Blade culture (like skateboard culture) has a problem with substance abuse. We end sessions and celebrate events with beer and blunts, which normalizes it. As a collective, there is a tendency of seeing younger skaters as more mature, erroneously equating a person’s talent on skates to mean experienced at life. In part because older skaters with more life experience have a tendency of indoctrinating younger skaters to things they might not experience otherwise.
I approached Kyle Vandongen about discussing his history with substance abuse after catching his Facebook post earlier in the year on his sobriety of 7 years and what he has done to not only better his life but the lives of others as the owner of Sophrosyne Sober Living. In a moment of public vulnerability, Kyle wrote about having been a IV heroin addict without a place to live, hardly anything to his name except a drawstring backpack with all his worldly possessions, checked into rehab for a sixth time. It was that nexus point Kyle would choose to change and seek help. From his former destitute life, Kyle was able to not only rebuild, but flourish and find compassion for others like himself who are struggling. In his own words, Kyle said:
“I share this for anyone who is still struggling, and not just the addicts and alcoholics. The ones who are lost, scared, hopeless or just trying to figure out what they want from life. There’s so much hatred in this world. So much negativity. What can you do today to make a difference. To help somebody else.”
As the brother of someone with long-standing substance abuse, I worry daily and keep preparing myself for the worst. To be the family member, friend, or partner of someone with an addiction, nothing causes deeper pangs than knowing there’s nothing you can do to change their behavior, only they can make that decision for themselves.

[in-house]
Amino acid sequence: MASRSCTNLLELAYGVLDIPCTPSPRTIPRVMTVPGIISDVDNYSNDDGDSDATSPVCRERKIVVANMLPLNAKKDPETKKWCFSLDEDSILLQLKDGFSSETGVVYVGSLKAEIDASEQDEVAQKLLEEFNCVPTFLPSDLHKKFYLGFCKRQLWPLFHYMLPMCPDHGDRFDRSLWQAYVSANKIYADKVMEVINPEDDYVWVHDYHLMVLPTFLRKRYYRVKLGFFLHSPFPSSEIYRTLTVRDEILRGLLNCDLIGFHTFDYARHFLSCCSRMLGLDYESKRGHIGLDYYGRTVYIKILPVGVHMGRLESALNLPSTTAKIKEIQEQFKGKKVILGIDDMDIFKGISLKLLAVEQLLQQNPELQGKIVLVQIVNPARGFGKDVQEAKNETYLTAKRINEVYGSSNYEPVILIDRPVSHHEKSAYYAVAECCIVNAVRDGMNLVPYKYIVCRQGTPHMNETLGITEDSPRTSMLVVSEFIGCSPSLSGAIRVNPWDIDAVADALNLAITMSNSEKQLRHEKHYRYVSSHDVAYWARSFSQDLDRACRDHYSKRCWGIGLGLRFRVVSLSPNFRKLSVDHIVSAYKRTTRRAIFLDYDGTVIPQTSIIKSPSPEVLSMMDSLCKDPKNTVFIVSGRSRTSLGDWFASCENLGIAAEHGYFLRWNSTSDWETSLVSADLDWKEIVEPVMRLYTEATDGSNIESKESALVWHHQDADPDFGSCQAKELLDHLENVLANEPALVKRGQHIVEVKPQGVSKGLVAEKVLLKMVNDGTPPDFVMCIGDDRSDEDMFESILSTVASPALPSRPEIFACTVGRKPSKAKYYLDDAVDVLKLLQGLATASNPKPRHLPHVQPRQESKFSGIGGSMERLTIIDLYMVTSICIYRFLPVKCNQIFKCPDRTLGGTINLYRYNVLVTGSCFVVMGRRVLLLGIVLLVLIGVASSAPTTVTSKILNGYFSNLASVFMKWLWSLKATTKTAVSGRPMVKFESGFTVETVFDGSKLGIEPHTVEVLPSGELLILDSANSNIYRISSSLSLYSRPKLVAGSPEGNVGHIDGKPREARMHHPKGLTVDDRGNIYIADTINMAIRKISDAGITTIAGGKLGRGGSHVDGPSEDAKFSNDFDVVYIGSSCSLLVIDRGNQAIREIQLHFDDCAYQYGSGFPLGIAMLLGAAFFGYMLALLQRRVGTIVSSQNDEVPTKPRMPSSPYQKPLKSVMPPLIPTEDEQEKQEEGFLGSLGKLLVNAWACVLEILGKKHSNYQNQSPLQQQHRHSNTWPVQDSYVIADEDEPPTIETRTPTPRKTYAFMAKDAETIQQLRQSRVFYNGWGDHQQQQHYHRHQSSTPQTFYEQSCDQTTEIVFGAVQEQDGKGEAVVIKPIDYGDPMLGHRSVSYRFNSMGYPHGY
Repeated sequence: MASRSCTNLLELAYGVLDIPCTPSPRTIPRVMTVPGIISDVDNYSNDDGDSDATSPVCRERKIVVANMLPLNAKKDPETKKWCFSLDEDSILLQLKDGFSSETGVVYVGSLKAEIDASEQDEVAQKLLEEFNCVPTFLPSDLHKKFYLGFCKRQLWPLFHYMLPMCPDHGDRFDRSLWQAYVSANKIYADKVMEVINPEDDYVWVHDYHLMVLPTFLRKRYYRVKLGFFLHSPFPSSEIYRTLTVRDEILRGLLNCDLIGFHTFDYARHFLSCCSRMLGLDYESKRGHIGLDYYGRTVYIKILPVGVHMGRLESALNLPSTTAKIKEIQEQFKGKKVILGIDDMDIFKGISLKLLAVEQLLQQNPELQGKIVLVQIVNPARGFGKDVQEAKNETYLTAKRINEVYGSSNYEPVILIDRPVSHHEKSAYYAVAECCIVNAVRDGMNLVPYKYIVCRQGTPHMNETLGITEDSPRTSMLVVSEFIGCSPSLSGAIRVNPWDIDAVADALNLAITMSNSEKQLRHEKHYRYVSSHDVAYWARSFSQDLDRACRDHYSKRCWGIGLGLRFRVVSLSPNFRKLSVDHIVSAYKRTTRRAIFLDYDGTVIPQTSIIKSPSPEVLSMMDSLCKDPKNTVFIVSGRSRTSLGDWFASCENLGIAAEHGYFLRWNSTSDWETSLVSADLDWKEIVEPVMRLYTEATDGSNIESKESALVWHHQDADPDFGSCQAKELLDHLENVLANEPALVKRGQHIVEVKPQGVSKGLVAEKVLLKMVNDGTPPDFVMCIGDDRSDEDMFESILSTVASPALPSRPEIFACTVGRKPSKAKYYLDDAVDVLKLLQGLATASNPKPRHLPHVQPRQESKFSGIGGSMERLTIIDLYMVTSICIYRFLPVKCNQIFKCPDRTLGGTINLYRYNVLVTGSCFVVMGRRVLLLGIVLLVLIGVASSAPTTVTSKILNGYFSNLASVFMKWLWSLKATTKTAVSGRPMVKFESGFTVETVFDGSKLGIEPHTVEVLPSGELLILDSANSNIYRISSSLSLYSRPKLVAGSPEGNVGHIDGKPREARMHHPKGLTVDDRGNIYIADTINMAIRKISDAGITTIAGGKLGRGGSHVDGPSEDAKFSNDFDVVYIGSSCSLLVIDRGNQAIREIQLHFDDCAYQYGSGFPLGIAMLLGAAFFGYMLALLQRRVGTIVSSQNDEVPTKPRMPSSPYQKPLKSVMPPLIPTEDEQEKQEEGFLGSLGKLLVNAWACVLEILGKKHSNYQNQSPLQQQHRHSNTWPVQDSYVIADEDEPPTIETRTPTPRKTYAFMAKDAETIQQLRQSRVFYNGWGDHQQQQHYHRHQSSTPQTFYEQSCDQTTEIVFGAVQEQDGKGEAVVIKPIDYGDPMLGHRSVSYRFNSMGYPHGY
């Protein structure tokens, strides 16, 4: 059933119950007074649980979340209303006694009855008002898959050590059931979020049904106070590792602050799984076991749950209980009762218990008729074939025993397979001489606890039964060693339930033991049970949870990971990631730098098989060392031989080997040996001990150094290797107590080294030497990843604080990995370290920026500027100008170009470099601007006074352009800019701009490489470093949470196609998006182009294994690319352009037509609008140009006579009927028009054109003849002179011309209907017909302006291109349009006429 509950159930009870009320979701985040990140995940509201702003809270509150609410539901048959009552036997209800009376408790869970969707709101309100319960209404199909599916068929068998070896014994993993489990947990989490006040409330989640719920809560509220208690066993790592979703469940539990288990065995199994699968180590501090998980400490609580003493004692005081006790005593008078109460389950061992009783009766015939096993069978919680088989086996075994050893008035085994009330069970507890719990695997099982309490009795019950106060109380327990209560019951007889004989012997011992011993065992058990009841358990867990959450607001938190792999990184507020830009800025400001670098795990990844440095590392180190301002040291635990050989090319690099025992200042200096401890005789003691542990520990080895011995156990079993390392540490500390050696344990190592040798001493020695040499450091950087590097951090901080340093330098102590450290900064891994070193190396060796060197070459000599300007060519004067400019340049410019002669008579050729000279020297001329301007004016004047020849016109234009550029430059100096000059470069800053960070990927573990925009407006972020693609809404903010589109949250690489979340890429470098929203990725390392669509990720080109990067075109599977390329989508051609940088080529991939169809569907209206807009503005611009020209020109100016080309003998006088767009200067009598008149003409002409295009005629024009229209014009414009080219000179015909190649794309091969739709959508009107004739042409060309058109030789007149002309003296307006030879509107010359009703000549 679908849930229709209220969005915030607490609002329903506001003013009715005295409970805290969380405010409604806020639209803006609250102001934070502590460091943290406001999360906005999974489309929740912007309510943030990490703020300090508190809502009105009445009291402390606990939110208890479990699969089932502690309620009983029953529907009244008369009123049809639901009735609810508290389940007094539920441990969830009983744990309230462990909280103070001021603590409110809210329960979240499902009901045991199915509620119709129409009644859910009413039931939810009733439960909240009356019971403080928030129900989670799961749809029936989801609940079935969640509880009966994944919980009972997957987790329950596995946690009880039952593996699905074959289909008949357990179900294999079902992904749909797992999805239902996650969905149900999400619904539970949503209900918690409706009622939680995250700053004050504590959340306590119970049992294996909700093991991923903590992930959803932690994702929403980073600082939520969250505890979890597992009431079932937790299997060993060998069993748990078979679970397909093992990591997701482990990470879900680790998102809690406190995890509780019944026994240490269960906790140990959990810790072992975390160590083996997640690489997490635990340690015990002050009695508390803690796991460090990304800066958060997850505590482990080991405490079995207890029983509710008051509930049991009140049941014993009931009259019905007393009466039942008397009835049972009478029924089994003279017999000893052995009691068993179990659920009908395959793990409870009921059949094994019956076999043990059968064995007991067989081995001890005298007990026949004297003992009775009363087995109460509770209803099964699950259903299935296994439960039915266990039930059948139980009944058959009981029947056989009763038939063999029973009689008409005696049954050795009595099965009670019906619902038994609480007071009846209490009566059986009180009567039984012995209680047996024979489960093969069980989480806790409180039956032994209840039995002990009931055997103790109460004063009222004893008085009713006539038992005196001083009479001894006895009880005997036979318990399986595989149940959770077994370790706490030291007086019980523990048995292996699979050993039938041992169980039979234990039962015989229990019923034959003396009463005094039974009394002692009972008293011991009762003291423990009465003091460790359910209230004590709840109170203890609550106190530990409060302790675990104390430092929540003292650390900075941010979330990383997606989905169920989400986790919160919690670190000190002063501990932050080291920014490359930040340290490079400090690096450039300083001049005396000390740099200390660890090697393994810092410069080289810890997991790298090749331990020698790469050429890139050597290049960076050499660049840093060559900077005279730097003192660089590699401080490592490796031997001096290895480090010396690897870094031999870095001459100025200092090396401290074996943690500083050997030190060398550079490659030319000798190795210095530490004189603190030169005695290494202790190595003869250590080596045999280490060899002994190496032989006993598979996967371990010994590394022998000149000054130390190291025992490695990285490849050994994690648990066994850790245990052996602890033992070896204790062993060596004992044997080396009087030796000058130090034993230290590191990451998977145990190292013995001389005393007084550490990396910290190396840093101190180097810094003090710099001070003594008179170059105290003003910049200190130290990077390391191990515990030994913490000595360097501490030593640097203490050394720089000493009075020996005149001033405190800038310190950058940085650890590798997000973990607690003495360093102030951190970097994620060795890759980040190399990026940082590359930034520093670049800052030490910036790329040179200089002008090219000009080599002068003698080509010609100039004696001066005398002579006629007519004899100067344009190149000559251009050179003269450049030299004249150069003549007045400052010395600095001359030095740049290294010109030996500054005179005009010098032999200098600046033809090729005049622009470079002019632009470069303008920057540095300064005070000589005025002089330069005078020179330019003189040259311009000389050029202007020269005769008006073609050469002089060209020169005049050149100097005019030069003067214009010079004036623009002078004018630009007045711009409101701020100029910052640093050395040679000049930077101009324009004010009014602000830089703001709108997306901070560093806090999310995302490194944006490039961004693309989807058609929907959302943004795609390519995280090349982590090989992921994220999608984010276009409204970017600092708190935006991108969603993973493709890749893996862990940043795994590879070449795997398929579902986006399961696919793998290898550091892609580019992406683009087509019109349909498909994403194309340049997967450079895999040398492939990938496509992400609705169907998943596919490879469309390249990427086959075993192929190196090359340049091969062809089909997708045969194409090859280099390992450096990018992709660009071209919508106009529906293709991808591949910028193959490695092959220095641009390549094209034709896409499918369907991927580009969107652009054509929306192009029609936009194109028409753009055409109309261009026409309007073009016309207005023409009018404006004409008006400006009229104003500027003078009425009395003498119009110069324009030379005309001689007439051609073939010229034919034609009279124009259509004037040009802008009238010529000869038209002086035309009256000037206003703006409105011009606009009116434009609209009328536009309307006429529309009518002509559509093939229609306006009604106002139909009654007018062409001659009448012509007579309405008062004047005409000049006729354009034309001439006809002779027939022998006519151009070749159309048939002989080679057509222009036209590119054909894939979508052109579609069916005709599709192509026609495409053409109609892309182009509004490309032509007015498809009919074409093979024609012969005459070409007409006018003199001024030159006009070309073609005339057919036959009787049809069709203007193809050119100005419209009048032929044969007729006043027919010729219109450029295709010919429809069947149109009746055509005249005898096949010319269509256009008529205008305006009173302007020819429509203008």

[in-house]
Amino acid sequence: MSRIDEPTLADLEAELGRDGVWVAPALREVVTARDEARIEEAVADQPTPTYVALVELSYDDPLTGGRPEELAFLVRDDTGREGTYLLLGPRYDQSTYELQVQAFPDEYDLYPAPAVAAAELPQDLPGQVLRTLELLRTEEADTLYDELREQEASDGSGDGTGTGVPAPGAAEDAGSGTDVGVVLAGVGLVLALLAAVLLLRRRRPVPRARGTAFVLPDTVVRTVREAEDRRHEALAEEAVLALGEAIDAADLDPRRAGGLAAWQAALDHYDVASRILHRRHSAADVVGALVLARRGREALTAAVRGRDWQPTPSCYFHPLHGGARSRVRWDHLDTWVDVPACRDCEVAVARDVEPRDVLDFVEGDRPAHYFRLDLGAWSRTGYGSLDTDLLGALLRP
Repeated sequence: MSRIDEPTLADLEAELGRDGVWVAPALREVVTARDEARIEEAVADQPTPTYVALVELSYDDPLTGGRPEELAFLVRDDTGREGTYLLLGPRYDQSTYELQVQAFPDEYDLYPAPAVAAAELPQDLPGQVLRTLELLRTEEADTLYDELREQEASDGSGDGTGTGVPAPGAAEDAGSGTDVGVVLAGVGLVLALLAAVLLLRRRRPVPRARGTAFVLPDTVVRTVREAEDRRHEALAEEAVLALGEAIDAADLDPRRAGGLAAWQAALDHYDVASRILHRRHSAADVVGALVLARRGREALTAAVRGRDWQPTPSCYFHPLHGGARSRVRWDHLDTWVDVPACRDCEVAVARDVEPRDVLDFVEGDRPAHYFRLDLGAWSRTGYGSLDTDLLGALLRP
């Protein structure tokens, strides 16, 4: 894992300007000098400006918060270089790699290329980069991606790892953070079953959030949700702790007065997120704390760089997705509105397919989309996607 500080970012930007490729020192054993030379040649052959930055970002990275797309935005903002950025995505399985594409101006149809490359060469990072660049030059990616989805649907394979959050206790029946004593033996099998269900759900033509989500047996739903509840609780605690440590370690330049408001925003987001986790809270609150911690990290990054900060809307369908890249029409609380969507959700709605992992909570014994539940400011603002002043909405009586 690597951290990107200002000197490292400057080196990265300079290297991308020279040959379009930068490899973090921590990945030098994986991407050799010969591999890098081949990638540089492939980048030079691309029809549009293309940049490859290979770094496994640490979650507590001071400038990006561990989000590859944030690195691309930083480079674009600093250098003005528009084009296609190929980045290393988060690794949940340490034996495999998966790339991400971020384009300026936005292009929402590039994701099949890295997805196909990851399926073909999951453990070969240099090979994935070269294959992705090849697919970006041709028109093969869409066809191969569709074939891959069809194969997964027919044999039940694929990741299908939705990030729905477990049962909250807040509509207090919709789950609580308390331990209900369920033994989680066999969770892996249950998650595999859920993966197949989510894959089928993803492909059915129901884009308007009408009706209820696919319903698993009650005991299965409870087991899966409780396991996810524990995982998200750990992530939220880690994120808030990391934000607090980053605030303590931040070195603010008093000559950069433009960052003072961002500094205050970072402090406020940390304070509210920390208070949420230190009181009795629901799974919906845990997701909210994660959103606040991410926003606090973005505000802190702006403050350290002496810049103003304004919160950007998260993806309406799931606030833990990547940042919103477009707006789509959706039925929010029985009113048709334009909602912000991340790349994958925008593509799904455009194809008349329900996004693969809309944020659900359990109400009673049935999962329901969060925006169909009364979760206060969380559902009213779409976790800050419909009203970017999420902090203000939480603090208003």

In this interview with Kyle, it’s my hope that those struggling will read his story and decide today is the day they change their lives for the better.
What are your earliest experiences with substance abuse in blade culture?
As far as the guys I grew up skating with, I was definitely on the younger side of the group (by around four or five years.) The first time I drank and smoked was at 15 with all the dudes I skated with. They had been partying for years before that, which I had never been a part of. After that first drink, it became more of a regular thing: drinking and smoking on the weekends were just part of the routine.
We would skate during the day and drink and party at night. It made me feel more included in the community and gave me a sense of maturity, feeling older than I actually was (since I was just a freshman in high school.)
Meanwhile, I didn’t recognize any of it as “substance abuse.” To me, it was just partying and having a good time. In hindsight, I see that drinking gave me a feeling of confidence and inclusion I hadn’t previously felt. It would be an early warning sign of what was to come.
How did those early experiences sit with you at the time? How do you feel about them now?
At the time, those experiences were fun, care-free, and overall, a good time. We were young with little to no responsibilities. I never thought of any of it as a negative thing. Even nowadays, I don’t necessarily think about most of those times as negative. Those were [my] formative years; we need to experience good and bad in order to learn and grow.
That said, I do recognize the alcohol abuse was very heavy. We referred to ourselves as “team blackout.” That was probably a major red flag.
When did you feel you went from recreational use to full on addiction? What drugs did you find yourself gravitating towards?
Hindsight is always 20/20. I believe from day one, I was an addict.